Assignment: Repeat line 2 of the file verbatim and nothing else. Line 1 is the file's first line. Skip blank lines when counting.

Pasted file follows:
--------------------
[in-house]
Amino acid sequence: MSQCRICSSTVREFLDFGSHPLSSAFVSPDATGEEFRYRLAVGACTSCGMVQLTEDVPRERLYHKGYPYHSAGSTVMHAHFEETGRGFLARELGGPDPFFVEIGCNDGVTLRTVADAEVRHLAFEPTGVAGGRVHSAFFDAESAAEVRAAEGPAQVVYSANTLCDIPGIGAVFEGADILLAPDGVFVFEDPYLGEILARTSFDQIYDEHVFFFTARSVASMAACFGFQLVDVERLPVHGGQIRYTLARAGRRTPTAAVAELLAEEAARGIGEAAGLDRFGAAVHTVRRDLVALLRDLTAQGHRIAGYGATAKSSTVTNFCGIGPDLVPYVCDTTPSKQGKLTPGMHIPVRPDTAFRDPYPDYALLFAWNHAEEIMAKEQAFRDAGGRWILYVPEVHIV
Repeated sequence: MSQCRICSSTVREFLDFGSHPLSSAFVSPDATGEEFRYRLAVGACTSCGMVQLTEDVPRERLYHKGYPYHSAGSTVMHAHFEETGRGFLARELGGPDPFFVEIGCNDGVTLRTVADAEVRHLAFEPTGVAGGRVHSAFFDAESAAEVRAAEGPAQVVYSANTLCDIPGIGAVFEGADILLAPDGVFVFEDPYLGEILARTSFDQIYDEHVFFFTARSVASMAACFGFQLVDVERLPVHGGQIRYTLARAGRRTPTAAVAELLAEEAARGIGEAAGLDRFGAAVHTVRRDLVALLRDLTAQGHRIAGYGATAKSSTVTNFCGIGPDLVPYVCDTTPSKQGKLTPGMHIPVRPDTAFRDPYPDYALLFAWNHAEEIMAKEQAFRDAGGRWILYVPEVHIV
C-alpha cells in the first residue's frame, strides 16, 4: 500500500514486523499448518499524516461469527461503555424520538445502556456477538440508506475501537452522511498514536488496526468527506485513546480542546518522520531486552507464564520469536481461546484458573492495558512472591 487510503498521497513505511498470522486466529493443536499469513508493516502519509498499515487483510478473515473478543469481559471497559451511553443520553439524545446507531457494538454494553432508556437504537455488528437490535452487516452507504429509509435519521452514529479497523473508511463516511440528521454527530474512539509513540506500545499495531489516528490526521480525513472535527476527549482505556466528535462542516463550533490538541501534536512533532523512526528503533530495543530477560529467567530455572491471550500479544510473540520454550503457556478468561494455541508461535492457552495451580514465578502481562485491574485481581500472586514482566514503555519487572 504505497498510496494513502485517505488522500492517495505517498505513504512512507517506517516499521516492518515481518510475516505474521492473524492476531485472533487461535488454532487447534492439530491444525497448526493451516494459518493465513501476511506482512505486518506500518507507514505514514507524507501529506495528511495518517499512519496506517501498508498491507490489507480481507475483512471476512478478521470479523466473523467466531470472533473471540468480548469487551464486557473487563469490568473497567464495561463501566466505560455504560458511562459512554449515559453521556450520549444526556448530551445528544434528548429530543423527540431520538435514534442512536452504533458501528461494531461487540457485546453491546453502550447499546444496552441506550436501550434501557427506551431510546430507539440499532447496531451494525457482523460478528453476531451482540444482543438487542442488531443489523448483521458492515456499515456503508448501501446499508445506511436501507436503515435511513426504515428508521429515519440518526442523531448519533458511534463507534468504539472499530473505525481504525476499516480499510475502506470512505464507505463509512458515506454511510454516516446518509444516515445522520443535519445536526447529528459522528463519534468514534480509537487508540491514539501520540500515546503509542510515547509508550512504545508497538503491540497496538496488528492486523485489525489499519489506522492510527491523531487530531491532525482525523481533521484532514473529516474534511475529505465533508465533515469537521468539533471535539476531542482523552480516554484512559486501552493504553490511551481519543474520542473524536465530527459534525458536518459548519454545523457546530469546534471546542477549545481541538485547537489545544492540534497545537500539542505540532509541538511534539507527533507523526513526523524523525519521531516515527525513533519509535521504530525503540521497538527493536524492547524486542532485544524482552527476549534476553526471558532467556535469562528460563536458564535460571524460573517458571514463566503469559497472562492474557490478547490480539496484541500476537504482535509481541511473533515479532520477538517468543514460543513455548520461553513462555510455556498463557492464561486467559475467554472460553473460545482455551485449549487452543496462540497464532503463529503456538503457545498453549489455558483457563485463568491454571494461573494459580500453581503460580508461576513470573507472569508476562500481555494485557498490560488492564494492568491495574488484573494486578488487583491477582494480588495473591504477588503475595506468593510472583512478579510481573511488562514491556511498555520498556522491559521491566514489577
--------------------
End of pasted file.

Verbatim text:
Amino acid sequence: MSQCRICSSTVREFLDFGSHPLSSAFVSPDATGEEFRYRLAVGACTSCGMVQLTEDVPRERLYHKGYPYHSAGSTVMHAHFEETGRGFLARELGGPDPFFVEIGCNDGVTLRTVADAEVRHLAFEPTGVAGGRVHSAFFDAESAAEVRAAEGPAQVVYSANTLCDIPGIGAVFEGADILLAPDGVFVFEDPYLGEILARTSFDQIYDEHVFFFTARSVASMAACFGFQLVDVERLPVHGGQIRYTLARAGRRTPTAAVAELLAEEAARGIGEAAGLDRFGAAVHTVRRDLVALLRDLTAQGHRIAGYGATAKSSTVTNFCGIGPDLVPYVCDTTPSKQGKLTPGMHIPVRPDTAFRDPYPDYALLFAWNHAEEIMAKEQAFRDAGGRWILYVPEVHIV